I’m not sure when I got my paperback copy of the beloved Canadian classic, Anne of Green Gables by L. M. Montgomery. I think it was a gift from my Aunt, although I can’t be sure. It is too fragile to read now. The spine is cracked and the pages are about to fall out. The paper is turning a dark yellow at the outside edges. It has been well-loved.
I was very much like Anne as a child and even as I became a young woman. I was inquisitive, curious, imaginative, creative and talkative. I used big words for my age, which sometimes made me an outcast and contributed to my feelings of awkwardness in social situations. I felt as homely looking as Anne describes herself, just with different features. A gap in my teeth, a strange cowlick at the front of my hairline. All I really wanted to do was be left alone so I could read.
I have Anne on my mind right now because I am watching the most recent CBC adaptation for television. I love it. It brings back all my memories from the book and the previous movies I have watched over the years. I think Anne is perfectly cast and I watch now with a different eye than I had at previous times of my life. Now, I have a teen daughter of my own, where I find myself muttering under my breath just like Marilla.
Years ago I watched the movie version starring Megan Follows as Anne, with my daughter, she must have been about 11 years old. I wanted her to fall in love with Anne and think she was just as amazing as I did. Of course, my daughter did not fall under the spell, as I had at her age. Unlike me, her media choices are plentiful and her preferences lean towards more modern stories and characters. At the time, I was a little sad, so I put Anne away for a while.
When I learned that CBC was creating this new version, I wondered what they could possibly bring to the table that would be new and interesting. It is a classic for a reason. However, after two episodes, I am completely hooked. This new series is based on the book, not following the book verbatim. There has been some liberties taken to fill in details and take the story downs side alleyways, exploring the depths.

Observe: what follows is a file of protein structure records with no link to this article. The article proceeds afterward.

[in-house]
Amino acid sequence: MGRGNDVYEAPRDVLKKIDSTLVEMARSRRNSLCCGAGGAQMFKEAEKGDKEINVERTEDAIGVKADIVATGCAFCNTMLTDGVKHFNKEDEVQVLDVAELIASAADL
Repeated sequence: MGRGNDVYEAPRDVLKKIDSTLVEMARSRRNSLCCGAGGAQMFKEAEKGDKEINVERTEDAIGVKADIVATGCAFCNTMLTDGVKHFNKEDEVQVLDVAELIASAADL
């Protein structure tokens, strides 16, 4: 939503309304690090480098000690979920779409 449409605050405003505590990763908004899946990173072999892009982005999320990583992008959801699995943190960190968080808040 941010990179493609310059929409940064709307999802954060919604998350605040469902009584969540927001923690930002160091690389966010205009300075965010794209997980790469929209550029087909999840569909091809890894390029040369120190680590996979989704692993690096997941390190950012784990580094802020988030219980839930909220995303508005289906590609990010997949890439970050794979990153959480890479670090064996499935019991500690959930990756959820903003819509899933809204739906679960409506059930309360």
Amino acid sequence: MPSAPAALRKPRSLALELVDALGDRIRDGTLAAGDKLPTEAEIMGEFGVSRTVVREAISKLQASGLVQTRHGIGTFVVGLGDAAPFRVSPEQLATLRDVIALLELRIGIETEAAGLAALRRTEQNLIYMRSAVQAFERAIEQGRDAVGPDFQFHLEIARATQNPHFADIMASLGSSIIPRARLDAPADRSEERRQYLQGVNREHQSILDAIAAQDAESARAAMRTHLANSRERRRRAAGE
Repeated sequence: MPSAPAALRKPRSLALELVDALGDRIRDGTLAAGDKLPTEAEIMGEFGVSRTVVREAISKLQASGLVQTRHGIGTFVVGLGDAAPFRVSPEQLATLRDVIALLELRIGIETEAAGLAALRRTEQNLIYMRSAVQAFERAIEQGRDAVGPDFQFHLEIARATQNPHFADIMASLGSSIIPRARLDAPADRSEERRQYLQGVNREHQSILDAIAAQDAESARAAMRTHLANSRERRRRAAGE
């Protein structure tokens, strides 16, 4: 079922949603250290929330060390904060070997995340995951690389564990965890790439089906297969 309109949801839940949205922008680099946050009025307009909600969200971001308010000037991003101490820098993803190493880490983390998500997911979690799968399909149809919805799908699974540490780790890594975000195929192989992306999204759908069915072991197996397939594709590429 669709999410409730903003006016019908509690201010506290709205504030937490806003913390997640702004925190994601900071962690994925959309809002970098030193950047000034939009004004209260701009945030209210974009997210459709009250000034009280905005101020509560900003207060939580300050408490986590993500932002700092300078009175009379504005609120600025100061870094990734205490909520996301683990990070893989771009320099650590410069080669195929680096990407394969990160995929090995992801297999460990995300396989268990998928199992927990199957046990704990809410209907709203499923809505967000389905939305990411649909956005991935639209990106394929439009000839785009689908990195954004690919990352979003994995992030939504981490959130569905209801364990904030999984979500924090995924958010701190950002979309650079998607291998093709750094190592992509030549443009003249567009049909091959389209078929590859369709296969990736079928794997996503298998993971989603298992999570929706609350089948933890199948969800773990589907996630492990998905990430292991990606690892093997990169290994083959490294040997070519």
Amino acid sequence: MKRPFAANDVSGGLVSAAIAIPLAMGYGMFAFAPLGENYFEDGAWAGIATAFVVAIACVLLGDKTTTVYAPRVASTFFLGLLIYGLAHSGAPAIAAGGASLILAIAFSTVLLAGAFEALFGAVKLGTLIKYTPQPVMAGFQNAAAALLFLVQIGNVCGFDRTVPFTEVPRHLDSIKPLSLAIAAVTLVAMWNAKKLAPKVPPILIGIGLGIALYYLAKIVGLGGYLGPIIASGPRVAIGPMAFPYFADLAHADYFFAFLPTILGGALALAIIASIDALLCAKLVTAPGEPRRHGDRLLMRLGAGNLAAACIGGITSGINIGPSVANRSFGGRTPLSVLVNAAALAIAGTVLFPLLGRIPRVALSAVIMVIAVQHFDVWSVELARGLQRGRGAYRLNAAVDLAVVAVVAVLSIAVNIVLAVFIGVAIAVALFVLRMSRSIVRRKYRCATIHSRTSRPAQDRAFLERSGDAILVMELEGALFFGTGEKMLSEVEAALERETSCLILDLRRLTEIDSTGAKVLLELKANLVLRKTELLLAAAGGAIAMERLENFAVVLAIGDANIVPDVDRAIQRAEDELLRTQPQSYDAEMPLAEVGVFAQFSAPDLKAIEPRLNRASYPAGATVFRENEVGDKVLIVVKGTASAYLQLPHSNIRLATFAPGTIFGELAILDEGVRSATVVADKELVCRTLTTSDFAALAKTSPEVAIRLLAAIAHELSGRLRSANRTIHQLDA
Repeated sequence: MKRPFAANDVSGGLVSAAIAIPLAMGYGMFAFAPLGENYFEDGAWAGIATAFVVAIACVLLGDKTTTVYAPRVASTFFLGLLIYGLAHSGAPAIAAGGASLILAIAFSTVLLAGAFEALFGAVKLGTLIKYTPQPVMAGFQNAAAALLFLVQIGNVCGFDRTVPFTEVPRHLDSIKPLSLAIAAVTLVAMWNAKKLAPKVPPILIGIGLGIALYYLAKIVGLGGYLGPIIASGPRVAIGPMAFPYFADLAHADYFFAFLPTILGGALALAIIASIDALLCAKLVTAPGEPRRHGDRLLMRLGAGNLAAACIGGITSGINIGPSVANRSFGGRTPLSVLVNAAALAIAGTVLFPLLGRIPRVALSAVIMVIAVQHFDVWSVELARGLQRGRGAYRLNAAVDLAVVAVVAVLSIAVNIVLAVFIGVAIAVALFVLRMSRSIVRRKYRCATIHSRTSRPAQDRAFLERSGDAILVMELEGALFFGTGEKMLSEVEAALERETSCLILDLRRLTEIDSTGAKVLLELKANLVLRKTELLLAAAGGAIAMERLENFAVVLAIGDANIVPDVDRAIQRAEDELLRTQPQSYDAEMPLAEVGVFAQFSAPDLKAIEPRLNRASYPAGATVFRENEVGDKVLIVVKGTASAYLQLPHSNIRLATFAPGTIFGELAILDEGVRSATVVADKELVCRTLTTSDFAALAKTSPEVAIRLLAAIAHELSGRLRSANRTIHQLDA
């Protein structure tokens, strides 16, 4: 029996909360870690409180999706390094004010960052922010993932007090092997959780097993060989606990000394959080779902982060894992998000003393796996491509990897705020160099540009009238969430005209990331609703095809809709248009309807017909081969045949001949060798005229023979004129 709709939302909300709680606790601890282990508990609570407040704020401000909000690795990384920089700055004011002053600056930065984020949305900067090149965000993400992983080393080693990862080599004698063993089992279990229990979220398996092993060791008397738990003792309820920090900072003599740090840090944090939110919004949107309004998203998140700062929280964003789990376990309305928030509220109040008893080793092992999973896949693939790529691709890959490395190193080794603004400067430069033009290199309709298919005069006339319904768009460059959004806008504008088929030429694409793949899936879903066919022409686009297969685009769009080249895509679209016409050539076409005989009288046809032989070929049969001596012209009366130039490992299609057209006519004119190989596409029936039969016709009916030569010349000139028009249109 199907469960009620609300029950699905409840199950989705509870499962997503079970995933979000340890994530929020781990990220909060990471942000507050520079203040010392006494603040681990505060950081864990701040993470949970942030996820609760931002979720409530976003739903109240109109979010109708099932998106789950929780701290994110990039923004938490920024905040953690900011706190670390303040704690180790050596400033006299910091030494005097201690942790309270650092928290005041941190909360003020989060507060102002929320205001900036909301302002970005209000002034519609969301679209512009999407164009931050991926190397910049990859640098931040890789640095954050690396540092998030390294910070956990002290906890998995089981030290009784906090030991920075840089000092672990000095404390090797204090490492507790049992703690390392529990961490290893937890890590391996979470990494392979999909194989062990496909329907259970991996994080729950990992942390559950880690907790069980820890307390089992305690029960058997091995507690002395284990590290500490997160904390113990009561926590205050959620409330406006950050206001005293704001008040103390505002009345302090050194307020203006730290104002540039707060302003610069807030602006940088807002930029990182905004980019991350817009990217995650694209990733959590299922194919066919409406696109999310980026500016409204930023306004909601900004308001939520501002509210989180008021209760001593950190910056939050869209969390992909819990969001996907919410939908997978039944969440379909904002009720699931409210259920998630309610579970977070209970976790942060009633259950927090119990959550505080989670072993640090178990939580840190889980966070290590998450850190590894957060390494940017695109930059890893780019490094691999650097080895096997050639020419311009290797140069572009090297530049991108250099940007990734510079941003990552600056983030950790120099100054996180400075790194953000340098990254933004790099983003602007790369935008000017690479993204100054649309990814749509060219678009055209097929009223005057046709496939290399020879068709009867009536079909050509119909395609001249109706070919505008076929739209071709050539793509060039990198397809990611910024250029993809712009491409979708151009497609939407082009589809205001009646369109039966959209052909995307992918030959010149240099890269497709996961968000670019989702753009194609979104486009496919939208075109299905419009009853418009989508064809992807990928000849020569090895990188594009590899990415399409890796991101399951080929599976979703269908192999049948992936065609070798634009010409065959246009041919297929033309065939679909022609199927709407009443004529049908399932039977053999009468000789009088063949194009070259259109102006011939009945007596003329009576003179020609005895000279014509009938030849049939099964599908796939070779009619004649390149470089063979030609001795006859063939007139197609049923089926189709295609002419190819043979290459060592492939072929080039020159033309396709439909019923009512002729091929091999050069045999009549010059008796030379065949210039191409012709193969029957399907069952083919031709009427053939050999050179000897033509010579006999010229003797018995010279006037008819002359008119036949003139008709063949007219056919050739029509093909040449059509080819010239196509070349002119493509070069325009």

What I realize now is that my connection to Anne, is only important to the story of my life and that’s OK. It doesn’t matter if my daughter, or anyone else cares for the tale as much as I do. I feel such a deep sense of empathy with this character and emotion stirs up my core. That passionate young thing I used to be is still in there. She has been resting, waiting for the right time to get back into the game.
The beginning of the story, when the Cuthberts decide to keep Anne, even though she has not behaved perfectly, that part gives me pause. As my own children are testing their wings and pushing against the boundaries of their home life, it is too easy to become wounded as parents. Instead of falling deeper in love with these teenagers, these small acts of rebellion seem as if they are trying to break the bonds they have with us. It feels like they love us less and we respond in turn.
I know it is just a story, but the best ones are drawn off real life. They are amplified, made more funny or tragic, but at the core they ring true. Otherwise, we don’t care for them. They seem off. So by drawing parallels between the story of Anne and my own life, I find comfort. It gives me a deeper faith that everything will be all right in the end.
The trick is to remember that my daughter is more like Anne than she will ever admit, just like I was. I have to put myself back into her shoes and remember how being that age was like being on a roller coaster. Emotional ecstatic highs and tragic lows. All those intense feelings are new and can be scary to experience fully.
While day-to-day life is so much easier for me and my kids than it was for the characters in the story of Anne, I don’t think we manage our stress any better. They are simply different. When I see the crushing social pressures my kids face at school, I’m not sure I could have handled it at all. I would have buckled under the weight of it.
So we are hitting pause. As a family, we are taking a year to experience life from different perspectives. We will dive into communities and stay away from the bureaucratic organizations of people. We will imagine where people once stood, as we follow in their footsteps.
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